Jane Goodall turned our understanding of chimpanzees upside down. From her unprecedented observations, we’ve taken the view of chimpanzees as violent and domineering, a view that’s been used to proffer up the perspective that humans, too, are by nature violent, and that dominance hierarchies are natural to us. But how did Goodall get such unprecedented access? By giving them food. I’ve not read The Egalitarians—Human and Chimpanzee: An Anthropological View of Social Organization, but I do think that Theodore Kemper’s review in The American Journal of Sociology (Vol. 97, No. 6 (May, 1992), pp. 1757-1759) is in need of a handy URL for future reference.
Essentially, Power argues that because human hunter-gatherers and chimpanzees in the wild share the same ecological niche, their social organization is remarkably similar. The qualifier, in the wild, is significant, inasmuch as the dominant paradigm in chimpanzee studies today derives from the later work of Jane Goodall, who reports that the animals are strongly territorial, aggressive, and dominance-seeking. Whereas Goodall’s analysis might support a theory of phylogenetic continuity for similiar, biologically inherent, agonistic qualities in humans, Power’s important contribution is to show that Goodall’s conclusions may rest principally on the “unnatural” environment that Goodall herself created for the apes in order to facilitate observation of their behavior.
When Goodall began her naturalistic studies of chimpanzees in 1960 in the Gombe National Park area of Tanzania, she was a distinctly non-participant observer. After some years of patiently tracking apes over large areas, Goodall discovered that she could lure animals into a more or less permanent prescence around her camp, thereby improving opportunities to observe social interaction, by baiting the camp with supplies of bananas. Indeed, this was an inspired notion. According to Power, it worked too well.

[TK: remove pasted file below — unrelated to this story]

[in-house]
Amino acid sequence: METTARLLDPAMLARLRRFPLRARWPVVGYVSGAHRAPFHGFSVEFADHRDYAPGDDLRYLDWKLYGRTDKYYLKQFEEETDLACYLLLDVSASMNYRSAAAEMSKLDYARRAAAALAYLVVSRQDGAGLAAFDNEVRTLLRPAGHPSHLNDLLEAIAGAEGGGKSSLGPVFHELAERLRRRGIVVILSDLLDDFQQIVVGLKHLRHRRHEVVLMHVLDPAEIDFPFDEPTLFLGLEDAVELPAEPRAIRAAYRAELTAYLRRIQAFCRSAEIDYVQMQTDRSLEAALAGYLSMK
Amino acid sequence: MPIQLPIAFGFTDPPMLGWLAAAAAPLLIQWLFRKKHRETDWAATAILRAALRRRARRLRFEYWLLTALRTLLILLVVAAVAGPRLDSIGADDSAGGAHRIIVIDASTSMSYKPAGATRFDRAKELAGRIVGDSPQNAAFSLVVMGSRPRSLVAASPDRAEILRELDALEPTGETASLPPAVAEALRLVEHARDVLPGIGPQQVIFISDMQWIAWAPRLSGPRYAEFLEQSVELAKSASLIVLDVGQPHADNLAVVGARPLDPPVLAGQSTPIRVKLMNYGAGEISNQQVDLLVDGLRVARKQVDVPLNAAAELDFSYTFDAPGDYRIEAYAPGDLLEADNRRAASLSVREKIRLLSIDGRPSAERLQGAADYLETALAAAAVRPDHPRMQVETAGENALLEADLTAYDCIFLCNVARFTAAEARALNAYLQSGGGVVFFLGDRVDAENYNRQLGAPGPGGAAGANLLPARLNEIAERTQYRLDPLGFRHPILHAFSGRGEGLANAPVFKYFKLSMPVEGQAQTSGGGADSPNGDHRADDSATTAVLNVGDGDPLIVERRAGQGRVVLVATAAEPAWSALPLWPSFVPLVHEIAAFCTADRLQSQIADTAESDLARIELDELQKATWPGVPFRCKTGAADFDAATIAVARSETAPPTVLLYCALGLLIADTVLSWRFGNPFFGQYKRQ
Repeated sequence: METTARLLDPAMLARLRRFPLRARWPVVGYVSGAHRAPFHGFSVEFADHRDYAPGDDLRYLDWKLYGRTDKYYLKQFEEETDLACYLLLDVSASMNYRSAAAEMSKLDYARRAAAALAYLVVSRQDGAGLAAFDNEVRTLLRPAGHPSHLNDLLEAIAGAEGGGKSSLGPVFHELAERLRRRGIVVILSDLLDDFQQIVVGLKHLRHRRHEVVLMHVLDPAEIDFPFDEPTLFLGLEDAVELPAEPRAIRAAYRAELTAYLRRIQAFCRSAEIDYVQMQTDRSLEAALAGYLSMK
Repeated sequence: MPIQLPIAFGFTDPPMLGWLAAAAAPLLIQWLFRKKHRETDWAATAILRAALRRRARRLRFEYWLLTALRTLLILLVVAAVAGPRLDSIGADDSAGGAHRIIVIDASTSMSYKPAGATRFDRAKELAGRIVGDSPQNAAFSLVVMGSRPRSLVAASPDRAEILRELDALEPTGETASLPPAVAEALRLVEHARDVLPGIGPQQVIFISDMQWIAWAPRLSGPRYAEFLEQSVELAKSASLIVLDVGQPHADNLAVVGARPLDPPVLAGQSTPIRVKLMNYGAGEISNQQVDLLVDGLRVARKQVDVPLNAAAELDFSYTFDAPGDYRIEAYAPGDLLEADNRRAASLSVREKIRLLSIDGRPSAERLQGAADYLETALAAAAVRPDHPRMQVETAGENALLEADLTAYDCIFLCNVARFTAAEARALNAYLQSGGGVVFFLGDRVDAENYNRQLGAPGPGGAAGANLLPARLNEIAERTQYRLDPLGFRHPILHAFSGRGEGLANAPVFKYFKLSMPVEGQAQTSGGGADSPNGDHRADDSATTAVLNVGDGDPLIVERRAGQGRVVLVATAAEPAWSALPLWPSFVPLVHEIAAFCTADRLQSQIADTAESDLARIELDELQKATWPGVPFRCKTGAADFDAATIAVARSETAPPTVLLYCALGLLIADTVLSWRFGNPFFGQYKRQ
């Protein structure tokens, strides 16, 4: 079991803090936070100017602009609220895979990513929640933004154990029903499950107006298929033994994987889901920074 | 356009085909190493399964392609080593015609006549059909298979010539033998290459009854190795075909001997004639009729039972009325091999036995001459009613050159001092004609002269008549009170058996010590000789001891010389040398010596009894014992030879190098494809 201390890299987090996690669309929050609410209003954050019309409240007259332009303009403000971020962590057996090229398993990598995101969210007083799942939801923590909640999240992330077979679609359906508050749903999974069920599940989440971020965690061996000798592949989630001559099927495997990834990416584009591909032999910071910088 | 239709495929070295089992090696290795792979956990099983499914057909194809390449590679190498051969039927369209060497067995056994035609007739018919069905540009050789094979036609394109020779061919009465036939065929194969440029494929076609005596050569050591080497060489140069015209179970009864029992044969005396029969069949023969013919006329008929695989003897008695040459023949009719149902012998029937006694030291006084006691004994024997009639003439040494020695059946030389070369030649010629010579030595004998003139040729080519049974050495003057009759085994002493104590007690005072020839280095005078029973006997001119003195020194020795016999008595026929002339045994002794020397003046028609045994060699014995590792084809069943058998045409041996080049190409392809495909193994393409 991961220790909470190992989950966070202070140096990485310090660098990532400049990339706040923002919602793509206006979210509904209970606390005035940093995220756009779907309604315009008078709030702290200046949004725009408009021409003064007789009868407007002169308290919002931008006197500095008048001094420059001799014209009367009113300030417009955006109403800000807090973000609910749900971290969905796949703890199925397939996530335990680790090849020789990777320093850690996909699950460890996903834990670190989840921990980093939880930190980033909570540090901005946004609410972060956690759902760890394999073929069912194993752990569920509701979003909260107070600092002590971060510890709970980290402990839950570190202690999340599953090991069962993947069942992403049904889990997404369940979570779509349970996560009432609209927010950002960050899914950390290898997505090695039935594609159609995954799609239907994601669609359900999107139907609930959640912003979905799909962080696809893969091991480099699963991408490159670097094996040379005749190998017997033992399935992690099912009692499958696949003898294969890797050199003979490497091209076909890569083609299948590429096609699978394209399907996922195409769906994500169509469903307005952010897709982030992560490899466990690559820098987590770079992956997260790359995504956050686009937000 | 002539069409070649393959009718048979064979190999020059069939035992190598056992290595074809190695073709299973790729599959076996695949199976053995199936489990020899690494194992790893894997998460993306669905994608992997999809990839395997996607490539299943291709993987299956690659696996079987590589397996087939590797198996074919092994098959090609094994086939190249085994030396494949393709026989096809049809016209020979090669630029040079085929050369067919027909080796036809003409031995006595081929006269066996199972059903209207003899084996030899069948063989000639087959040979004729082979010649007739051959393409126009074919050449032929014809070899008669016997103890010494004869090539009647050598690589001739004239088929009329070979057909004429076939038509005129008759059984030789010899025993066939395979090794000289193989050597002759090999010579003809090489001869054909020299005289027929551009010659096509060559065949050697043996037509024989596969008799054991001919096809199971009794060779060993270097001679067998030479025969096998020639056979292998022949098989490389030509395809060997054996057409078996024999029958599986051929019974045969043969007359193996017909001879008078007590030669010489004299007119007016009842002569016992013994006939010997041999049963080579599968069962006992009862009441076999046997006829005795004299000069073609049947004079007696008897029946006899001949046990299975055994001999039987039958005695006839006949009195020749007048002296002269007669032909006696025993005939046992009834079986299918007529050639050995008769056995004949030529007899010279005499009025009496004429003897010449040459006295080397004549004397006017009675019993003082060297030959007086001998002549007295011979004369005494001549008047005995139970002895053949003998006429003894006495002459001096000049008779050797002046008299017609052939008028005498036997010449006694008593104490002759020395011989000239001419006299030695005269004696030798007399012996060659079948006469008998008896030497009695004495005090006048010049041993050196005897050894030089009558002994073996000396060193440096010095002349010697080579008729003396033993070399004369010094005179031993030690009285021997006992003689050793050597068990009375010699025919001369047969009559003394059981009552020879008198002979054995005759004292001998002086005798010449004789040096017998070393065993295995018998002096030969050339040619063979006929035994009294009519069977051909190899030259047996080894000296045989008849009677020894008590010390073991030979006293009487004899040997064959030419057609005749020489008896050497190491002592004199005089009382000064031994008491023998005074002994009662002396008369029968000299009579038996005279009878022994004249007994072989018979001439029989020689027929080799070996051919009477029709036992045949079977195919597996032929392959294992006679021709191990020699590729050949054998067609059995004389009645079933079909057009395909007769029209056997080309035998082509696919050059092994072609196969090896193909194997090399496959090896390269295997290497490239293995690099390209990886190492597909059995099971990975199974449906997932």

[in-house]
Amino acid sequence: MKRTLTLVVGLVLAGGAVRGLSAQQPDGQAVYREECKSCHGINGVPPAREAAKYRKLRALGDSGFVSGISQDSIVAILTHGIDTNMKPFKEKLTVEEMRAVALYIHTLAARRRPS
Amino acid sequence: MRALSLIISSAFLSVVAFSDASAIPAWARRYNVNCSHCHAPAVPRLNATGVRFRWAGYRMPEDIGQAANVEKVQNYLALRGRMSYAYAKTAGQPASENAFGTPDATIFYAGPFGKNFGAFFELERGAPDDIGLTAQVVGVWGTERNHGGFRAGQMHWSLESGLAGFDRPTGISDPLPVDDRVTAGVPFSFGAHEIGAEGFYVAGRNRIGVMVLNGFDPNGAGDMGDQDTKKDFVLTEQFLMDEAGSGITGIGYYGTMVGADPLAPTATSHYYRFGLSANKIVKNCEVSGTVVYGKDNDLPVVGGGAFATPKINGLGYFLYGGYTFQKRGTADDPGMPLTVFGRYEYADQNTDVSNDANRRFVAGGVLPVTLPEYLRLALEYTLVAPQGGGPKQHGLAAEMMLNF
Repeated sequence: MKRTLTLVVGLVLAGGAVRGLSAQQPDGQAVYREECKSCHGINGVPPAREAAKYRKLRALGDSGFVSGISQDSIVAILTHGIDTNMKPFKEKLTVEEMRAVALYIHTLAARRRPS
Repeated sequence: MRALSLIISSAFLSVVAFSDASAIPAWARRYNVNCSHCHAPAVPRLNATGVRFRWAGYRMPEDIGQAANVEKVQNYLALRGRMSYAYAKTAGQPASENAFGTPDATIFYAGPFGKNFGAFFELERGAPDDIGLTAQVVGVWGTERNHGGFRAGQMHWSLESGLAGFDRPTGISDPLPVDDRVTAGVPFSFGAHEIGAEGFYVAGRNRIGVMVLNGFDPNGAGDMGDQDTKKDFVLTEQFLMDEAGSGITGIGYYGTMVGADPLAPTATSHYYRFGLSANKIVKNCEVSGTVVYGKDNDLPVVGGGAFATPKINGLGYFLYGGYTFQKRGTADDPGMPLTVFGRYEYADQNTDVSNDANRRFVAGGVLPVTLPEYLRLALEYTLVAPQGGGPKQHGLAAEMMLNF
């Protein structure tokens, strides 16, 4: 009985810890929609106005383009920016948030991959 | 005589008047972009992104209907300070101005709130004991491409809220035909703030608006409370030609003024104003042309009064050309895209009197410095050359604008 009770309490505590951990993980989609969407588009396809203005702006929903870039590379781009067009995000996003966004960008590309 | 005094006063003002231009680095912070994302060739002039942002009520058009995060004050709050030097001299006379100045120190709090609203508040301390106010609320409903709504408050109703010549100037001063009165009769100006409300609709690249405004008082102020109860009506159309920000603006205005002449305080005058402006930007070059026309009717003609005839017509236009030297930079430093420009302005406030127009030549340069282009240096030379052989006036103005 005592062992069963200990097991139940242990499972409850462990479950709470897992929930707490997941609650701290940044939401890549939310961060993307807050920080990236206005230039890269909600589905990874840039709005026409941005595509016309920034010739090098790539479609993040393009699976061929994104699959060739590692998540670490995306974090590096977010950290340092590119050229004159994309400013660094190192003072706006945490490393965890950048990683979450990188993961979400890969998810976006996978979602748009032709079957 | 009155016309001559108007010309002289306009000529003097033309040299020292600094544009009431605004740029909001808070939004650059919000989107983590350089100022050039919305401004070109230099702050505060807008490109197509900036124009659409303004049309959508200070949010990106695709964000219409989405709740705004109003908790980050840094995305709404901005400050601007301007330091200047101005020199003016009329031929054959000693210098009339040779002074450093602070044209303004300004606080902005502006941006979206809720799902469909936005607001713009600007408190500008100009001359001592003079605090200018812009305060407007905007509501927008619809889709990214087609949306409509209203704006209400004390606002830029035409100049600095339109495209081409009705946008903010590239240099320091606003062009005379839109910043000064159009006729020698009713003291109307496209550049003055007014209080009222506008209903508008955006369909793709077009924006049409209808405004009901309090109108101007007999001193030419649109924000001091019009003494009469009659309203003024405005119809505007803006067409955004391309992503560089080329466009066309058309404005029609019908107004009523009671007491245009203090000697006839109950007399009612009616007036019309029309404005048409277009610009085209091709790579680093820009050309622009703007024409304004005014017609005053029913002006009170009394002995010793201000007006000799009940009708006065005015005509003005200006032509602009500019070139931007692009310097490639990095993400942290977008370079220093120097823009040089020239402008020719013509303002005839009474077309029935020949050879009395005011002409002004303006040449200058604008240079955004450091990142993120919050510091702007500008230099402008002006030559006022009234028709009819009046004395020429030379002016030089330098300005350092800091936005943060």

Power maintains that the change that Goodall engineered in the food supply warped the chimpanzees’ conduct and social organization more or less permanently. Power pursues the argument by examining the differences between Goodall’s observations prior to the artificial feeding regimen and the subsequent findings. Goodall herself does not rely much on the results of her early work.
Power argues that, like human hunter-gatherers, chimpanzees in the wild roam widely, rarely confronting each other in direct competition over food. Goodall’s artificial feeding, practiced from 1964 to 1968, introduced direct competition among the apes for the first time. Bunched around the feeding boxes and often frustrated by not obtaining the bananas (which were doled out according to specific schedules), the animals began to engage in more intense forms of competitive, aggressive, and threatening behavior than was known to occur in the wild.
Goodall’s work has been heralded for bringing observations of chimpanzees in the wild. It sounds like that was only made possible by taking away the “wild” part. We’ve discussed in depth elsewhere on this site how the hoarding of food allowed by agriculture allowed elites to emerge, with hierarchies and coercive force to maintain them. Goodall’s observation of chimpanzees have often been used to excuse this order as “natural,” but Power’s work suggests that instead, Goodall’s unconsidered civilized assumptions succeeded in civilizing chimpanzees.